It used to be old graybeards would look at my peep sighted rifle, nod approvingly and say to me, "See ya got a Foolproof. Good, good..." Now I am the graybeard saying that to younger folks. There is a great deal to approve of. The windage and elevation settings are finely adjustable. They ride on screw shafts and the setting have countable clicks and a visible index. Adjustments are supposed to be in minutes of angle and fractions, but of course that will vary with the length of the barrel, as a matter of simple geometry. Since I have this sight on a rifle that is longer than normal, and on another one shorter than normal, nothing works out to even units. The adjustments are, though, consistent. Once you have the sight adjusted, you lock the settings into place with set screws and they aren't going anywhere.
Various peep aperture inserts will fit the Williams, including those made for Redfield and Lyman sights. You can also shoot the sight with no insert, which gives you a large hole to sight through with a narrow rim around it, a "ghost ring." I get better accuracy with an insert but shooting without one lets you get a sight picture in low light conditions.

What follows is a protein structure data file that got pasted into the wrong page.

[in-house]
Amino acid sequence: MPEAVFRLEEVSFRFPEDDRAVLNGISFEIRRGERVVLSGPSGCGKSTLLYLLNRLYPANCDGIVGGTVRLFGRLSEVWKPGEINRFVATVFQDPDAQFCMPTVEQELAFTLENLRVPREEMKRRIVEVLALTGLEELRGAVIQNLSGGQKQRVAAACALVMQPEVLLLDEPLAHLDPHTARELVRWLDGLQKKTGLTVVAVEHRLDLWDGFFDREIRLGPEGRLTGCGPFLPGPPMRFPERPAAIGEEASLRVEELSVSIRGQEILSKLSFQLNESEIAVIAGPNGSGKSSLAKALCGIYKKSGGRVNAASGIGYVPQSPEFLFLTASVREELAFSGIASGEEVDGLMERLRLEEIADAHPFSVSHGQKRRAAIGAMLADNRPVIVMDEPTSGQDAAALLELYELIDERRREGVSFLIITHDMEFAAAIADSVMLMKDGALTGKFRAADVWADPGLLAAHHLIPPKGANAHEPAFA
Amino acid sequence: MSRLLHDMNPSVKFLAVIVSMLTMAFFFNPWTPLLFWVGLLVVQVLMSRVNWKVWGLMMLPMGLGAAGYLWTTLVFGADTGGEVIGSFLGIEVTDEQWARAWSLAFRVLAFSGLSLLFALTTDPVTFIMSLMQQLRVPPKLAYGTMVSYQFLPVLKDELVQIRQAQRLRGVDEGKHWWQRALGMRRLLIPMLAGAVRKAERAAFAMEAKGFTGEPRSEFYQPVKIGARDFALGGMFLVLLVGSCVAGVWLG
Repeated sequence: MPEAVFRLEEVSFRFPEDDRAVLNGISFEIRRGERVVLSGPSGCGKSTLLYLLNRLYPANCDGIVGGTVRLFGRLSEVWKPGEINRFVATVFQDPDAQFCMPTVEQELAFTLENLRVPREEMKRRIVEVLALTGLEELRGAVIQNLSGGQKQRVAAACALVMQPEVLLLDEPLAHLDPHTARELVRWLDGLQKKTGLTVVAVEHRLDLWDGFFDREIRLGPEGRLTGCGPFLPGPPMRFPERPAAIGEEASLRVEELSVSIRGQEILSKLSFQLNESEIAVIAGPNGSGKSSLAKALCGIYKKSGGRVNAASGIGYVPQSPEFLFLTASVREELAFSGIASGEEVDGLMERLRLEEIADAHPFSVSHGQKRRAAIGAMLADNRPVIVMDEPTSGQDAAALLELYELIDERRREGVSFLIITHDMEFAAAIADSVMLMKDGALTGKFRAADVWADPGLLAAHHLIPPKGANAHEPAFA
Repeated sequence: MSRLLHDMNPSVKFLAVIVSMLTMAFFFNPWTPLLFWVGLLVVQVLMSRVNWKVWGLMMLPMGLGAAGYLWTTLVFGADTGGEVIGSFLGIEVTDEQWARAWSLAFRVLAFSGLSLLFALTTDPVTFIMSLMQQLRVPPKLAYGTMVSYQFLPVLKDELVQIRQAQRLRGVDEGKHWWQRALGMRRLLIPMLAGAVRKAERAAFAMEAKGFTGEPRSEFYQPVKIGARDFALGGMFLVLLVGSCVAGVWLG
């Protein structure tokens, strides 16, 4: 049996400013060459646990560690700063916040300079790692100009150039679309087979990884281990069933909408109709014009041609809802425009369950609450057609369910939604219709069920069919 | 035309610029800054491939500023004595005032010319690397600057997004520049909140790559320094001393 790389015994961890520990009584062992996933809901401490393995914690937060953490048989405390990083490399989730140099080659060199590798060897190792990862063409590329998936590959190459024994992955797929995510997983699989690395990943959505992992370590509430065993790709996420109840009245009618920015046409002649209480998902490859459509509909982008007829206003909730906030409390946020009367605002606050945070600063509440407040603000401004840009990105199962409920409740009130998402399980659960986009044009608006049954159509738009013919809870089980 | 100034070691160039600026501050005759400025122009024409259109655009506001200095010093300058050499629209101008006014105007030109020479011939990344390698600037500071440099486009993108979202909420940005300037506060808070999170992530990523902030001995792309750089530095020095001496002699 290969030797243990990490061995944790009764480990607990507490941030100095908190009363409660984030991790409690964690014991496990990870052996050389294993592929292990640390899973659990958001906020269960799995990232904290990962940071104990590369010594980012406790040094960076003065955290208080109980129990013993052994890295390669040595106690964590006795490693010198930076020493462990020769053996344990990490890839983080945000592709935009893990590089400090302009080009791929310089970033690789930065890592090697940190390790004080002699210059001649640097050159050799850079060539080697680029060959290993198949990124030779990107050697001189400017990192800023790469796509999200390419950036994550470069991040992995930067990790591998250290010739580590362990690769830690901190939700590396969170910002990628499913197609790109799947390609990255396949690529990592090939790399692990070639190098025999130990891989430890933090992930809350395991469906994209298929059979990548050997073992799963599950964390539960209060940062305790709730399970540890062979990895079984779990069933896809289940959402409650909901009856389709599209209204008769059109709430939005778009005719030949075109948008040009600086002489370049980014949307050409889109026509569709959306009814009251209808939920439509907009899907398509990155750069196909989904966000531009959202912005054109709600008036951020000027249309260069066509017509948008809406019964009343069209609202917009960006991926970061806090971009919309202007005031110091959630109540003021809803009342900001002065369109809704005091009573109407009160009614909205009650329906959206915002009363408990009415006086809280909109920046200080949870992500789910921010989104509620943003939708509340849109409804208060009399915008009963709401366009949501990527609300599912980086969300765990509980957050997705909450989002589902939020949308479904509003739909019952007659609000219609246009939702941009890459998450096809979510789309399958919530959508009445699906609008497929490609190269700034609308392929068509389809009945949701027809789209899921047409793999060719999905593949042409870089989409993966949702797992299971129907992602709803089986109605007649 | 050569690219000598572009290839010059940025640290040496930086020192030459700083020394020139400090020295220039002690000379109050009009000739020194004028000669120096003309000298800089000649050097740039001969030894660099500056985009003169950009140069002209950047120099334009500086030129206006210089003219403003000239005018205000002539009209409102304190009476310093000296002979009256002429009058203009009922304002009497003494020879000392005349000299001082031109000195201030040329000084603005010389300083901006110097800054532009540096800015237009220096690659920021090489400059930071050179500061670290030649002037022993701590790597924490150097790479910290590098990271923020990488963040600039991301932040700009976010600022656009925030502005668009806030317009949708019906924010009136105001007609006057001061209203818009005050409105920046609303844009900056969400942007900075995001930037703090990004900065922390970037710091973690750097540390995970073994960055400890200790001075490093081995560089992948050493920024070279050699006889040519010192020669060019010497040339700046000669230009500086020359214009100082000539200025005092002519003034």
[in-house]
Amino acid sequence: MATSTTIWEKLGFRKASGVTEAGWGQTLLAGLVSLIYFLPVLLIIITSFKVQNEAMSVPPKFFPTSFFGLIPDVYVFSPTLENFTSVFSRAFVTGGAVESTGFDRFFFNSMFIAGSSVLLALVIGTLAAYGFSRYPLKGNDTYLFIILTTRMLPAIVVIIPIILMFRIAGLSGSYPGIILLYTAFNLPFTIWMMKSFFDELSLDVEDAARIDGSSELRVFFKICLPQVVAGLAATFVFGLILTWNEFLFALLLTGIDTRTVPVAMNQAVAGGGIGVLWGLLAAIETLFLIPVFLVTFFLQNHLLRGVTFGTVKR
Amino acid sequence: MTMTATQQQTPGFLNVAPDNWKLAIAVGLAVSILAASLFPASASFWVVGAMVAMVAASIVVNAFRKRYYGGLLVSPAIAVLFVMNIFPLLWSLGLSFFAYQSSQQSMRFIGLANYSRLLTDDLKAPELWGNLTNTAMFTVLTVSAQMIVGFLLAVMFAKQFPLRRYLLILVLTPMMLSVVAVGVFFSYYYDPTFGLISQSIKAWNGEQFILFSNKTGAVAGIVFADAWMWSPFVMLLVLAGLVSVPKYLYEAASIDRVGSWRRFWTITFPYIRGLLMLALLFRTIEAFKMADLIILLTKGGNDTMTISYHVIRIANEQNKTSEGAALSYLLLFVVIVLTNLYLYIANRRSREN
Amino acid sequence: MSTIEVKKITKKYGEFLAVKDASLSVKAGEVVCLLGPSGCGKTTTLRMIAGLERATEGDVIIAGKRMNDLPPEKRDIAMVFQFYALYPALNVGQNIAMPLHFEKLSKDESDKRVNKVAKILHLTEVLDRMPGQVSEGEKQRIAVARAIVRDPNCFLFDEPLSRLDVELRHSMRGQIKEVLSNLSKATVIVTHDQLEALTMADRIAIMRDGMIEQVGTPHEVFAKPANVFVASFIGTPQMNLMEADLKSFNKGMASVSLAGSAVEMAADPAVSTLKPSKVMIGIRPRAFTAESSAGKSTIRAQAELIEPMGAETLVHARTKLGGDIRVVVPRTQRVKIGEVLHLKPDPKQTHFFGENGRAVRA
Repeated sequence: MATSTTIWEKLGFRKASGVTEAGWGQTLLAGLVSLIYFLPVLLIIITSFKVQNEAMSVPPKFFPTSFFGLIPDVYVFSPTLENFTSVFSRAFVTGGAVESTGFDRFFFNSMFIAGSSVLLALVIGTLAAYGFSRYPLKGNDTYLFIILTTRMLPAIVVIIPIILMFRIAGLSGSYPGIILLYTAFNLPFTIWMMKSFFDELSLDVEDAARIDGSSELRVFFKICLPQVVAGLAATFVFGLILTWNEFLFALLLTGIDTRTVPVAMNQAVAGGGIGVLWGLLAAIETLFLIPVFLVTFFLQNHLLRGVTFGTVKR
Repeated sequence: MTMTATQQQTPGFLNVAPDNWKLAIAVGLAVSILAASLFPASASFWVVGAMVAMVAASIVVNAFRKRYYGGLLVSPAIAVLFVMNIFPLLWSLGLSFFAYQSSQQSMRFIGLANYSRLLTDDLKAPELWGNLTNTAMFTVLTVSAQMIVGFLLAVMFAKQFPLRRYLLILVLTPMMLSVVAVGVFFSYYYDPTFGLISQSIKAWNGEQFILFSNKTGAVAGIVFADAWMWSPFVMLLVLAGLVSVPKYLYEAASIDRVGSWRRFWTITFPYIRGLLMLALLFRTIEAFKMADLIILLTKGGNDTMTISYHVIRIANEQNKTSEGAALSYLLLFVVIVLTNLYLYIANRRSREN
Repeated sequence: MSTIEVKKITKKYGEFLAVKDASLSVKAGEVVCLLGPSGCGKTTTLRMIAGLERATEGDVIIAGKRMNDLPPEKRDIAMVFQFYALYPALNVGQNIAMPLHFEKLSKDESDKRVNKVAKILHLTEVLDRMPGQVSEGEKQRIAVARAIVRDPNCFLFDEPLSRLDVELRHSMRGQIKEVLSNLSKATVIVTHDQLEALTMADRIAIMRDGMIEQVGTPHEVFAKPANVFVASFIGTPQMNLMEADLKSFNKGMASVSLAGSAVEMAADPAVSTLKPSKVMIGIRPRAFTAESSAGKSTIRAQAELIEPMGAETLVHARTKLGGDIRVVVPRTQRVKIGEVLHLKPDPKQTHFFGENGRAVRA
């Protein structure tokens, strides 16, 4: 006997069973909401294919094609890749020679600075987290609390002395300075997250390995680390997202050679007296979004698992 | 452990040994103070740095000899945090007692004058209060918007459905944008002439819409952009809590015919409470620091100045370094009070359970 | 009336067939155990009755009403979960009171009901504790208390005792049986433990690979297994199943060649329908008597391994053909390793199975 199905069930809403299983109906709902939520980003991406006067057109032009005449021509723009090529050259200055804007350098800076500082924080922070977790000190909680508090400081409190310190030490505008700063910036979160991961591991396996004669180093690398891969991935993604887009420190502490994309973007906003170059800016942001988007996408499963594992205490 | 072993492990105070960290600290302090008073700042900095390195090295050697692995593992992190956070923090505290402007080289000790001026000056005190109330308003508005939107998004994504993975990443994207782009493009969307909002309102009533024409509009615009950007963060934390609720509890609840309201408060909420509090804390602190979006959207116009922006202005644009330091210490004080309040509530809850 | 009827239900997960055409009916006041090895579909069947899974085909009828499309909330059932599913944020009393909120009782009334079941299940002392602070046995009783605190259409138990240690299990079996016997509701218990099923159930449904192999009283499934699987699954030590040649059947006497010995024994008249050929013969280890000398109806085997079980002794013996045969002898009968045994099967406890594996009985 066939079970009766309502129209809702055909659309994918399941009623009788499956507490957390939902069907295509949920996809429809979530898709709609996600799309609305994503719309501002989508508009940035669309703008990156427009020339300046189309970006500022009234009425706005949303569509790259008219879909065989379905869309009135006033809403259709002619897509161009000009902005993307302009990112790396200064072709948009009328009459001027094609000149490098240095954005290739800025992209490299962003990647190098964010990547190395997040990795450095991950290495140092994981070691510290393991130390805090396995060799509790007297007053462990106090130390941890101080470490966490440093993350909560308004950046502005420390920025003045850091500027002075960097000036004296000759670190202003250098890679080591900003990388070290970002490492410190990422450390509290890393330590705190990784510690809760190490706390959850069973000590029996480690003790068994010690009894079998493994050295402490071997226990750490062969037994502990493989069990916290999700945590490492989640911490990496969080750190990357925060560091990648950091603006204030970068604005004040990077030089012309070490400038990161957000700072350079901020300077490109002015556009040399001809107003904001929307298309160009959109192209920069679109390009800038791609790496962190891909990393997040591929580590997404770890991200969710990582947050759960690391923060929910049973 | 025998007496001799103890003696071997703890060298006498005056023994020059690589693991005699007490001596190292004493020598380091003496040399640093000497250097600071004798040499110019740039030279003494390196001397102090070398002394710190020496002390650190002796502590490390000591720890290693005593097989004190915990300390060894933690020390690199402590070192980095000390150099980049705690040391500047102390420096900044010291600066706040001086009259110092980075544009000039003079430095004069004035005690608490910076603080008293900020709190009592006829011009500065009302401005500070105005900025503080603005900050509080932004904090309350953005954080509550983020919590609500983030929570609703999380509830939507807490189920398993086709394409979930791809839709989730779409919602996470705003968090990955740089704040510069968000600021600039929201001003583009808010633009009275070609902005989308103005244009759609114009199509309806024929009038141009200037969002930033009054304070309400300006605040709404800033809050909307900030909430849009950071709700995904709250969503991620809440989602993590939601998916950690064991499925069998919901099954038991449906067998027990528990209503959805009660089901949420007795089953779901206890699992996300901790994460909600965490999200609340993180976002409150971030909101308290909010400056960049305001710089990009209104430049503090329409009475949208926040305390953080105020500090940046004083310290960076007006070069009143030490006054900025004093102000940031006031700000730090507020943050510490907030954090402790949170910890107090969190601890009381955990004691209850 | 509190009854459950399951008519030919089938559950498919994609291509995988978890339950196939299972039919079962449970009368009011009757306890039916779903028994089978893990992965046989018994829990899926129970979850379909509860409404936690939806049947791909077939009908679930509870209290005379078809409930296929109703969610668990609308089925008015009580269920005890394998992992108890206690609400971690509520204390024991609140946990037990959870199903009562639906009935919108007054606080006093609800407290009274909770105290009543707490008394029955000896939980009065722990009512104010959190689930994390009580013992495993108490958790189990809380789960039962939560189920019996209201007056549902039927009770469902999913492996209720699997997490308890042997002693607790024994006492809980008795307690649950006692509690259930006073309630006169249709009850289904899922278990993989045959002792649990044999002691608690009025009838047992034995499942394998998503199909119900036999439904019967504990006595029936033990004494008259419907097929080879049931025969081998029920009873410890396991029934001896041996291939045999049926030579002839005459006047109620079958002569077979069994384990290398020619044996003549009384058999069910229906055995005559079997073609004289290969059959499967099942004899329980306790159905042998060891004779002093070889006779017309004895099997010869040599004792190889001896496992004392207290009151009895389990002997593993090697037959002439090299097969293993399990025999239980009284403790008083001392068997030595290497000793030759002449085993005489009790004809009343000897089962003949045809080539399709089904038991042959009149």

The Foolproof is one of those old products that, like Hoppe's No. 9, caught on a long time ago and never went out of style.
When you add a receiver sight to one of these old fashioned, long-barreled Mausers, you get a tremendous sight radius, which allows for very good shooting indeed. The barrel on this elegant old rifle is 29" long, then there is the length of the receiver in addition to that. The distance between the front sight and the rear sight is about 33 inches!
Using this sight instead of a scope keeps the gun compact, and that is what I want from this little carbine--the clout of an intermediate rifle cartridge in a weapon that's no more trouble to carry than a .22.
There are various situations in which a good iron sight is just the ticket. Some people tend to overlook that. We live in an age of rails and optics. Well and good; I like optics just fine. But sometimes the old answer is still the right one.
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